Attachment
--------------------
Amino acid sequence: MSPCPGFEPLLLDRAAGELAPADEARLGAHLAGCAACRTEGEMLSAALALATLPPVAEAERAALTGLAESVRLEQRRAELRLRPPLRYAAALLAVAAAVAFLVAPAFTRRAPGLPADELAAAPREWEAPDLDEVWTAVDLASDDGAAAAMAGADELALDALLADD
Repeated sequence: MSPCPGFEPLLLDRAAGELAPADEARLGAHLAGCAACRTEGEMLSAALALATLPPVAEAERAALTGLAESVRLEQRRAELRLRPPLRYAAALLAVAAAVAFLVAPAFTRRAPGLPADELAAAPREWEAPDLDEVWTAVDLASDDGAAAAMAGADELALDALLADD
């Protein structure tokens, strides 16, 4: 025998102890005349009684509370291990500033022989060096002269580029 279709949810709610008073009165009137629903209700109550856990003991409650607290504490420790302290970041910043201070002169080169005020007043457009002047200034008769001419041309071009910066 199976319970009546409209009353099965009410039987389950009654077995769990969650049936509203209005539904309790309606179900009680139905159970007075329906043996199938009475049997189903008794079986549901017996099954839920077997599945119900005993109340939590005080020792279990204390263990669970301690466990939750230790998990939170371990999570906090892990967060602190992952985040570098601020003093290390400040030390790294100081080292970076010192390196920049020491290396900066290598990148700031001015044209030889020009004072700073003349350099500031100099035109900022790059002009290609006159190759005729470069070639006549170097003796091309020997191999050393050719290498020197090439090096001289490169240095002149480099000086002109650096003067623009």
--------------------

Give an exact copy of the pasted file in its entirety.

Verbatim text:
Amino acid sequence: MSPCPGFEPLLLDRAAGELAPADEARLGAHLAGCAACRTEGEMLSAALALATLPPVAEAERAALTGLAESVRLEQRRAELRLRPPLRYAAALLAVAAAVAFLVAPAFTRRAPGLPADELAAAPREWEAPDLDEVWTAVDLASDDGAAAAMAGADELALDALLADD
Repeated sequence: MSPCPGFEPLLLDRAAGELAPADEARLGAHLAGCAACRTEGEMLSAALALATLPPVAEAERAALTGLAESVRLEQRRAELRLRPPLRYAAALLAVAAAVAFLVAPAFTRRAPGLPADELAAAPREWEAPDLDEVWTAVDLASDDGAAAAMAGADELALDALLADD
């Protein structure tokens, strides 16, 4: 025998102890005349009684509370291990500033022989060096002269580029 279709949810709610008073009165009137629903209700109550856990003991409650607290504490420790302290970041910043201070002169080169005020007043457009002047200034008769001419041309071009910066 199976319970009546409209009353099965009410039987389950009654077995769990969650049936509203209005539904309790309606179900009680139905159970007075329906043996199938009475049997189903008794079986549901017996099954839920077997599945119900005993109340939590005080020792279990204390263990669970301690466990939750230790998990939170371990999570906090892990967060602190992952985040570098601020003093290390400040030390790294100081080292970076010192390196920049020491290396900066290598990148700031001015044209030889020009004072700073003349350099500031100099035109900022790059002009290609006159190759005729470069070639006549170097003796091309020997191999050393050719290498020197090439090096001289490169240095002149480099000086002109650096003067623009």